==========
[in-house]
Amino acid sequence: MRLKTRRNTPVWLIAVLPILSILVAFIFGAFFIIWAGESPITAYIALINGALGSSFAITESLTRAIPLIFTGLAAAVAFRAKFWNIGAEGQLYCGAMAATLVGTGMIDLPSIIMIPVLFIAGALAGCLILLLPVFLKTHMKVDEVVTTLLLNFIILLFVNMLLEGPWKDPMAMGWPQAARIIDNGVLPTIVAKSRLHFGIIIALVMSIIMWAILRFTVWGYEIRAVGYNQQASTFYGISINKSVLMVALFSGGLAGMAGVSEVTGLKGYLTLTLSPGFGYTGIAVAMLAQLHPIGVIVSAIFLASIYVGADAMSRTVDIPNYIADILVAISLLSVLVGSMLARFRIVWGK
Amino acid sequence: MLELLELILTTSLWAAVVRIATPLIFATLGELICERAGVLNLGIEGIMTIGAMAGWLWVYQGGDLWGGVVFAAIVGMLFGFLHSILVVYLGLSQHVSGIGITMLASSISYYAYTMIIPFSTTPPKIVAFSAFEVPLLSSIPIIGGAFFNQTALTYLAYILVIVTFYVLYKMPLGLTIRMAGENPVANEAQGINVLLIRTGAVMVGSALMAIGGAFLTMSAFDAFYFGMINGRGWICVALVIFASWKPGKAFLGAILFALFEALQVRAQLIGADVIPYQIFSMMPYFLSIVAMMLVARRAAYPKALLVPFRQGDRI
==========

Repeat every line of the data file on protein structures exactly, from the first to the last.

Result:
[in-house]
Amino acid sequence: MRLKTRRNTPVWLIAVLPILSILVAFIFGAFFIIWAGESPITAYIALINGALGSSFAITESLTRAIPLIFTGLAAAVAFRAKFWNIGAEGQLYCGAMAATLVGTGMIDLPSIIMIPVLFIAGALAGCLILLLPVFLKTHMKVDEVVTTLLLNFIILLFVNMLLEGPWKDPMAMGWPQAARIIDNGVLPTIVAKSRLHFGIIIALVMSIIMWAILRFTVWGYEIRAVGYNQQASTFYGISINKSVLMVALFSGGLAGMAGVSEVTGLKGYLTLTLSPGFGYTGIAVAMLAQLHPIGVIVSAIFLASIYVGADAMSRTVDIPNYIADILVAISLLSVLVGSMLARFRIVWGK
Amino acid sequence: MLELLELILTTSLWAAVVRIATPLIFATLGELICERAGVLNLGIEGIMTIGAMAGWLWVYQGGDLWGGVVFAAIVGMLFGFLHSILVVYLGLSQHVSGIGITMLASSISYYAYTMIIPFSTTPPKIVAFSAFEVPLLSSIPIIGGAFFNQTALTYLAYILVIVTFYVLYKMPLGLTIRMAGENPVANEAQGINVLLIRTGAVMVGSALMAIGGAFLTMSAFDAFYFGMINGRGWICVALVIFASWKPGKAFLGAILFALFEALQVRAQLIGADVIPYQIFSMMPYFLSIVAMMLVARRAAYPKALLVPFRQGDRI